S10 V8 Engine Swap, Part 1
From the crew at StreetTrucks.com
It’s no secret that the Chevy S-10 is one of the most popular minis in our scene to cut up and lay flat on the ground. For many of us it’s also the daily driver that gets us from Point A to Point B, unfortunately it came from the factory with a puny little four-cylinder or an equally unimpressive six-cylinder engine that tends to have a hard time getting out of its own way.
While a V-8 swap isn’t entirely rare in the second generation S-10s, it’s never been easier to accomplish thanks to Stylin’ Trucks and their new line of GM crate motors as well as transmissions and accessories. Their one-stop shopping experience removes the hassles of hunting down parts by placing everything within a few clicks on your computer.
Some may take the “bigger is better” approach when doing a motor swap in their truck, but with today’s gas prices at an all time high that may not be the most economical strategy. Stylin’ Trucks carries up to the 383-stroker motors if that’s your poison, but they also carry several more fuel-efficient GM crate motors.
The project that we’ve selected for a motor swap is our ’97 S-10. Our approach to this won’t be huge horsepower and quarter-mile times though, for this project we’re going to shoot for fuel economy and freeway cruising. This is, after all, a California cruiser that will see plenty of SoCal highways over the next few years.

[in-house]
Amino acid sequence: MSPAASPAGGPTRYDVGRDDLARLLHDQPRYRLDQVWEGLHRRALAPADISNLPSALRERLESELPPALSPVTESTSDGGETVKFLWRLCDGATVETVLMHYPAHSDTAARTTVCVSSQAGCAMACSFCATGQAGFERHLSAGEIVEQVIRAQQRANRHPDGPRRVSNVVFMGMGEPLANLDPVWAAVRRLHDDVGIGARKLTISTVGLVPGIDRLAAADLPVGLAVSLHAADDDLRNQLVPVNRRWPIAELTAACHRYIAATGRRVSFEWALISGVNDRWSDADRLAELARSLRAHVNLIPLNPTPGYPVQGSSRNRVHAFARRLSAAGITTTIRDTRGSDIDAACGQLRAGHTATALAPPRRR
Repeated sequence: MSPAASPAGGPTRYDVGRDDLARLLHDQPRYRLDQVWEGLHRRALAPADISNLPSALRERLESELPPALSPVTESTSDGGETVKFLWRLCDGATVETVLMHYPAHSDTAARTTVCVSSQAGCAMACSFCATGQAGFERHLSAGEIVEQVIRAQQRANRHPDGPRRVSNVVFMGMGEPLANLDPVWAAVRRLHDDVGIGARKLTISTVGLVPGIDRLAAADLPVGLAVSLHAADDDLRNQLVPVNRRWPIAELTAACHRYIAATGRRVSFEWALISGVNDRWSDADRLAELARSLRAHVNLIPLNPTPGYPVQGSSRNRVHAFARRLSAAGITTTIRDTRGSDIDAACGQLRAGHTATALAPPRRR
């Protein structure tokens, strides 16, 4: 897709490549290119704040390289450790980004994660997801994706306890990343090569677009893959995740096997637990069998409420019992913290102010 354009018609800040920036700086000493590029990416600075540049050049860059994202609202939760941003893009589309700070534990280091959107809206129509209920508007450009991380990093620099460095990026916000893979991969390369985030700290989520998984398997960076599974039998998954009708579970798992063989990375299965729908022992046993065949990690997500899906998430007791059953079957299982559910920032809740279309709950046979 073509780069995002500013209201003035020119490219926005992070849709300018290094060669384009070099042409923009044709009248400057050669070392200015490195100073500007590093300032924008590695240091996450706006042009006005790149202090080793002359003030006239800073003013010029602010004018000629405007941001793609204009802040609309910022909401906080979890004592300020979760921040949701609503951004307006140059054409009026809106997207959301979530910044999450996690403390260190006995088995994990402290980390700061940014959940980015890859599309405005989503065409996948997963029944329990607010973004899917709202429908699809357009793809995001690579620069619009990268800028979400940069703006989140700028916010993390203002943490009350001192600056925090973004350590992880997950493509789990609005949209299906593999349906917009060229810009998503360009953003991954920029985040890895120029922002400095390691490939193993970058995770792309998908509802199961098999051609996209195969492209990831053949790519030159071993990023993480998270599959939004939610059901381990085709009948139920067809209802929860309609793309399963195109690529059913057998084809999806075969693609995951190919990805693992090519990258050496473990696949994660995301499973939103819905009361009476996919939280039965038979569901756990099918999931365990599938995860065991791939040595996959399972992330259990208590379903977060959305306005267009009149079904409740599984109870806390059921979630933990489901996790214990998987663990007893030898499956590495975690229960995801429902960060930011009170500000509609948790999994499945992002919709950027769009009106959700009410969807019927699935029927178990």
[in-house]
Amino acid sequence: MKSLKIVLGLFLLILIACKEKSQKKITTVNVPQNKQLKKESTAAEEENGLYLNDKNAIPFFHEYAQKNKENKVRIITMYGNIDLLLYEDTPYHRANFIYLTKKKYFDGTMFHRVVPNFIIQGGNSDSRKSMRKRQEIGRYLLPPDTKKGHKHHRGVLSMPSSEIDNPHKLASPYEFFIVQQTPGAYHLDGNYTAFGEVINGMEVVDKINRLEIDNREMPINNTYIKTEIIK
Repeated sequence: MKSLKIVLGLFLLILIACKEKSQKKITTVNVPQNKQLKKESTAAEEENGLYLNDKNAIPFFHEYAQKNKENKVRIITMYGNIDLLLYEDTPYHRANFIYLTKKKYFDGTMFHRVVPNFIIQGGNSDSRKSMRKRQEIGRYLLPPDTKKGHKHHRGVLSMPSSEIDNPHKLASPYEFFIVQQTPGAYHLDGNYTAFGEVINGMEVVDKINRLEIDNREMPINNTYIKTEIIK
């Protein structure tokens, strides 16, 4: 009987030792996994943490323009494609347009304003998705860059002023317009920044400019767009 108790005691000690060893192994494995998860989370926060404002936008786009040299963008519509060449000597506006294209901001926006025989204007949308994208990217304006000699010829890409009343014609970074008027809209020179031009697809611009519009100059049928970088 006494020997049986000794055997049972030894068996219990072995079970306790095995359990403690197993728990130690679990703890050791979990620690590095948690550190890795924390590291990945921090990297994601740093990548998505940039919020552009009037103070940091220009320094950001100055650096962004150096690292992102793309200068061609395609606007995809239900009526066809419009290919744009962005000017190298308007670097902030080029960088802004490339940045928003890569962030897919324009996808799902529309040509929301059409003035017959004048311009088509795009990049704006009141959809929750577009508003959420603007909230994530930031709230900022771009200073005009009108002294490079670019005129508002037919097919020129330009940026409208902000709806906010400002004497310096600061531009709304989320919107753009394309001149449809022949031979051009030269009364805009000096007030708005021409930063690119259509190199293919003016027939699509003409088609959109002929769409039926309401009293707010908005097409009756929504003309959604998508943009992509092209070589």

In order to achieve our desired fuel economy we’ve chosen a modest 5.7L crate engine from the Stylin’ Trucks Web site, but we’re going to mate it with some goodies like electronic fuel injection and an overdrive transmission. These components will combine to increase the overall fuel economy.
The GM crate engine (P/N 10067353) features a four-bolt main and two-piece rear main seal. A modest 8.5:1 compression and mild cam net approximately 260 HP from this GM block. We’ll be mating it to a Street Fighter 700R4 transmission from TCI, which provides the convenience of an overdrive automatic transmission for our highway runner.
Topping off our block is the Thruster electronic fuel injection system from Accel. This system is designed to work with a wide variety of engines that range from mild to wild and includes a fuel injection system and wide band O2 sensors as well as all of the necessary wiring harnesses. The Accel EFI is laptop programmable and promises unmatched drivability for our S-10 project.
Within the next few issues we will document the step-by-step process of removing the puny four-cylinder that is currently inhabiting our engine bay and replacing it with the 5.7L GM performance crate engine. For now we’ll leave you with a preview of the parts we will use in the upcoming V-8 engine swap.
Stay tuned for future stories as the crew at StreetTrucks Magazine begin pulling out the sorry four-cylinder and swapping in the new 5.7L V-8 and additional components.
Good Deals and Great Articles: